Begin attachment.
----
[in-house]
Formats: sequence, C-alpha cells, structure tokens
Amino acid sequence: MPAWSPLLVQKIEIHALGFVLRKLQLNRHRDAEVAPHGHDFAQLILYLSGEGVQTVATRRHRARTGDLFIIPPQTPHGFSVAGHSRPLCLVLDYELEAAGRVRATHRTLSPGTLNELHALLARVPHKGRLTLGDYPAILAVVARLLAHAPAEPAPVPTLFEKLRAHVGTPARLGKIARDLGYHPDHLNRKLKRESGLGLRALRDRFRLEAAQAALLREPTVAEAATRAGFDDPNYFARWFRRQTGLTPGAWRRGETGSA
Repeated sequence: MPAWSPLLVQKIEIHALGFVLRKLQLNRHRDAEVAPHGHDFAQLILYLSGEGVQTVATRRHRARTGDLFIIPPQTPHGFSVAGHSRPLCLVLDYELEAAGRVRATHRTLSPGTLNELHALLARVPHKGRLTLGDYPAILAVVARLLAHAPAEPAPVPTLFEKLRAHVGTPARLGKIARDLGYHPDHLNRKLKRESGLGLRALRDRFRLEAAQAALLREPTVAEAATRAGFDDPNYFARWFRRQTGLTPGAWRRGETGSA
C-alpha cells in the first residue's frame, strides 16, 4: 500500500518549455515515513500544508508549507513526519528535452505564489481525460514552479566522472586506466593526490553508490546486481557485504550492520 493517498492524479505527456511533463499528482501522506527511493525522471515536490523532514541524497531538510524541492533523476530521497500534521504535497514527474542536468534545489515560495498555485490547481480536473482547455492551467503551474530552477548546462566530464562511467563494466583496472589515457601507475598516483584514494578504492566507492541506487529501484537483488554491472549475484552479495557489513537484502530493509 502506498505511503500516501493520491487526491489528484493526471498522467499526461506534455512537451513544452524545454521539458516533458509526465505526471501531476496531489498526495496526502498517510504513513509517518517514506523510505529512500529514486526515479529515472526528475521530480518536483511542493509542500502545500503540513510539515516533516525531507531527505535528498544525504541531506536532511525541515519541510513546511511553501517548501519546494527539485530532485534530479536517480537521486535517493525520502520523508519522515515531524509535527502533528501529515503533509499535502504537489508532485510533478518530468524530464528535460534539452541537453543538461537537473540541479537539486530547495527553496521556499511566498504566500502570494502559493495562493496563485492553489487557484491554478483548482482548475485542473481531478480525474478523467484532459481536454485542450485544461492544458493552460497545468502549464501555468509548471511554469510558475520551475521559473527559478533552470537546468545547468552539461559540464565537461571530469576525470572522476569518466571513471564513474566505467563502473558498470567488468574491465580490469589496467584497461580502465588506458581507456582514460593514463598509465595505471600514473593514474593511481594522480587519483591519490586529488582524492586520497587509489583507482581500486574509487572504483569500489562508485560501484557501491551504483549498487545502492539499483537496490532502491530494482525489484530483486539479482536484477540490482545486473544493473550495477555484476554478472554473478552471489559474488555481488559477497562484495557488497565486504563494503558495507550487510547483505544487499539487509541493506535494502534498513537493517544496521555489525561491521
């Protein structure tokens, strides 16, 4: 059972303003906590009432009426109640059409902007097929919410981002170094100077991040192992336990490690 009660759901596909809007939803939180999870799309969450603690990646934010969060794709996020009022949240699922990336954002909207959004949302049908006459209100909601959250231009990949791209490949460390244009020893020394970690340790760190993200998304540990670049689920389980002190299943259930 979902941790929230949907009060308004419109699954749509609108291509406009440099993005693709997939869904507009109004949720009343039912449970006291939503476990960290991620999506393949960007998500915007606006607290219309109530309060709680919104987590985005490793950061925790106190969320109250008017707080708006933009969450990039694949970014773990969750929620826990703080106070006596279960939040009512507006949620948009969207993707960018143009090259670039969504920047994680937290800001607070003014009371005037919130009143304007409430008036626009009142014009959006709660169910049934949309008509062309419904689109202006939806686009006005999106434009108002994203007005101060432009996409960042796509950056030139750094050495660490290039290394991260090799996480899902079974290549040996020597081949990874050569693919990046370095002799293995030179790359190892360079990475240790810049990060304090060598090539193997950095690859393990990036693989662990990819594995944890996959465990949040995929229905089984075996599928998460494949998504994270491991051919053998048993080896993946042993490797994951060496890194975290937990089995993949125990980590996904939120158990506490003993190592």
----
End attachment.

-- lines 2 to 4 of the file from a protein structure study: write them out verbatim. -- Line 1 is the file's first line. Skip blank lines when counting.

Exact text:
Formats: sequence, C-alpha cells, structure tokens
Amino acid sequence: MPAWSPLLVQKIEIHALGFVLRKLQLNRHRDAEVAPHGHDFAQLILYLSGEGVQTVATRRHRARTGDLFIIPPQTPHGFSVAGHSRPLCLVLDYELEAAGRVRATHRTLSPGTLNELHALLARVPHKGRLTLGDYPAILAVVARLLAHAPAEPAPVPTLFEKLRAHVGTPARLGKIARDLGYHPDHLNRKLKRESGLGLRALRDRFRLEAAQAALLREPTVAEAATRAGFDDPNYFARWFRRQTGLTPGAWRRGETGSA
Repeated sequence: MPAWSPLLVQKIEIHALGFVLRKLQLNRHRDAEVAPHGHDFAQLILYLSGEGVQTVATRRHRARTGDLFIIPPQTPHGFSVAGHSRPLCLVLDYELEAAGRVRATHRTLSPGTLNELHALLARVPHKGRLTLGDYPAILAVVARLLAHAPAEPAPVPTLFEKLRAHVGTPARLGKIARDLGYHPDHLNRKLKRESGLGLRALRDRFRLEAAQAALLREPTVAEAATRAGFDDPNYFARWFRRQTGLTPGAWRRGETGSA